Ice Shock is the second in a five book series and as a result the series arc is more developed. However this in no way detracts from the story at hand. I read the first book, Invisible City, a while ago, but I think this one is much better. The author left me satisfied and yet wanting more. Now there’s a skill I hope I manage to master one day. I’m pleased to see that books 3 and 4 are already out and the final one will come out next year. Off to the bookshop for me.

Does anyone have any other recommendations in this genre?

Monday, 20 June 2011

Time to Write

It’s the weekend and it’s raining. “Today,” I think, “I’ll get some writing done.”

I head downstairs. There’s a child attached to the computer. “I’m doing my homework. It has to be handed in tomorrow.”

“Okay.” I leave her to it.

A couple of hours later I look in. She’s on Facebook. Cue argument. I disconnect the internet. She goes back to work.

At last she finishes. I take my seat. I read the last couple of pages to get back into the flow. I write a sentence. A gentle purr and the cat jumps onto the desk. She pads about on the keyboard.

I push her off and delete everything she has written. Somehow she has managed to engage some weird function thing that I don’t understand. It takes me the next half hour to sort it out.

I re-open my file. I re-read what I read earlier. I write a sentence. My husband comes in. Phone call for me.

When I get back he’s sat at the computer. “I’ll just be half an hour.” I go and get on with something else.

“Is the computer free now?” I ask as he emerges.

He shakes his head. He’s just bought some something. It’s downloading. It’ll be another four hours.

Looks like I’m not going to get much writing done today.

Maybe tomorrow…

Monday, 13 June 2011

Expect the Unexpected

As writers we strive to avoid predictability.

There is nothing more satisfying for a reader than the unexpected turn of events – and yet, when you think back, the clues were all there.

Sometimes it's obvious right from the start where a story is going to go. You want to be surprised, but the writer fails to deliver.

Some writers have this down to a fine art. I'll talk a bit more about this in my next post when I will be reviewing some of the children's and YA books I've been reading recently. One of the writers does this extremely well.

In the meantime, if you haven’t already seen it check out the latest Dr Who episode for an excellent example. Wow! I can’t say any more than that --- Spoilers!

I really love it when something unexpected happens. Walking through the fields in the evening sunshine a few days ago we spotted something moving in the grass up ahead. I thought, perhaps a small dog.

But no.

When we got closer it heard us and turned around….

I never expected that!

Sunday, 5 June 2011

Murphy's Law

Anything that can go wrong will go wrong.

I use this law all the time when I write. It doesn’t apply to me of course – it applies to my poor unfortunate main character.

Every time I put him into a new situation I think to myself: ‘What can possibly go wrong for him here?”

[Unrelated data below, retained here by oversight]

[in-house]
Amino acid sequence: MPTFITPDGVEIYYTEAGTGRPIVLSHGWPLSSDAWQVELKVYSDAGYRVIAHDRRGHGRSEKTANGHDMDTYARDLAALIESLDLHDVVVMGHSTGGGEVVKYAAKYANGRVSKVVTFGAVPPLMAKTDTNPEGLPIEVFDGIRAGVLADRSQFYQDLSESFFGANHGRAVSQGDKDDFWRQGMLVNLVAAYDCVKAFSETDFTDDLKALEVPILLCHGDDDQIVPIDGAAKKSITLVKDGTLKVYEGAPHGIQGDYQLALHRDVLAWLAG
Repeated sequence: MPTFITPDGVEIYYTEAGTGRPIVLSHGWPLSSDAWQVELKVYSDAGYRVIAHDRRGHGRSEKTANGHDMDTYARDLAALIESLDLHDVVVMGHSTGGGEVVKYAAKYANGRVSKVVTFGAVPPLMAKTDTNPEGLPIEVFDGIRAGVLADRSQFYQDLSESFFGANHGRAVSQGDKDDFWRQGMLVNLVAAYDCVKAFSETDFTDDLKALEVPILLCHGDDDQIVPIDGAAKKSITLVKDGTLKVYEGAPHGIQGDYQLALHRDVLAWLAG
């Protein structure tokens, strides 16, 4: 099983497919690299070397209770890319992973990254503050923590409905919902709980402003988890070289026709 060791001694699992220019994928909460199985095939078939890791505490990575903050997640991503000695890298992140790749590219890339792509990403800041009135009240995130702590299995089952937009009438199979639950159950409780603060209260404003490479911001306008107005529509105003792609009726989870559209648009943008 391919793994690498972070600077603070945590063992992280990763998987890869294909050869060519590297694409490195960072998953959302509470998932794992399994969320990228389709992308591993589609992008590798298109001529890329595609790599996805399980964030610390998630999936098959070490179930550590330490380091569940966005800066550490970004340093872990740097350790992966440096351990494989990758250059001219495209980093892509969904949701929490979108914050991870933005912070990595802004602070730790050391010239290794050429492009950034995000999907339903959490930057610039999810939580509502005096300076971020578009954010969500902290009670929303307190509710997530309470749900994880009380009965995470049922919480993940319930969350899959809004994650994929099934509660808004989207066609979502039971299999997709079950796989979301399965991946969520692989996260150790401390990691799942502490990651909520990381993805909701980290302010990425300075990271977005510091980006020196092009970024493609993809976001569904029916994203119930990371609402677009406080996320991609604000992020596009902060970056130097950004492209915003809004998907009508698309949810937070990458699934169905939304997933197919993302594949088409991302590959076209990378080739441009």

“Please, please,” he begs. “Can’t I have something go my way for once?”

But where would the fun be in that? Can you imagine what a boring story that would make?

“Sorry,” I reply as he clings to the rock face by his fingernails, the sea churning beneath him. “It would be far too easy to just let you climb out of here.”

His fingers slip. He falls…


There. Get yourself out of that one!

Saturday, 28 May 2011

Surrounded by History

Something else that we can see if we only take the time to look is the history that surrounds us.

The past shapes the landscape, from the round barrows dotted across the hills to the marks of medieval strip farming.

Or more recently - from a time when the coast was fortified and guarded. A time when an invasion was feared. Hence the pill boxes we find along our coastlines.

Or even here, in this field. This was a radar station, manned day and night, watching for enemy aircraft crossing the channel. It was part of the Chain Home early warning radar network that proved so vital during World War 2.

Now forgotten and half buried beneath the meadow grasses.

Friday, 20 May 2011

Children and Pets

Do your characters have pets?

One of the things we tried when I was doing the rewrite for WRRW was giving my MC a pet. I went for a dog. But in the end he didn’t really work so I took him out again.

Yet when you think about it, there is often a pet, particularly in children’s books. How about Timmy in the Famous Five and Hedwig in Harry Potter?

We were discussing this over on the Litopia forums and someone said something that stuck in my mind – she said that most kids these days don’t have a pet but would like one, and so they like to read about them.

Is that really true? Do most kids really not have pets? Do your kids have pets?

I guess because I live, and always have lived, in the country, animals are very much a way of life.

And we don’t have many ourselves. I’d like to get chickens but my husband draws the line there. So for the past five years my kids have made do with only the guinea-pigs.

But now that has changed.

Please meet the latest additions to our household:


And Mimsy

A mother and daughter we have just adopted from the RSPCA.

Friday, 13 May 2011

Slush Reading - Reposted

Looks like my original post vanished - so here it is again: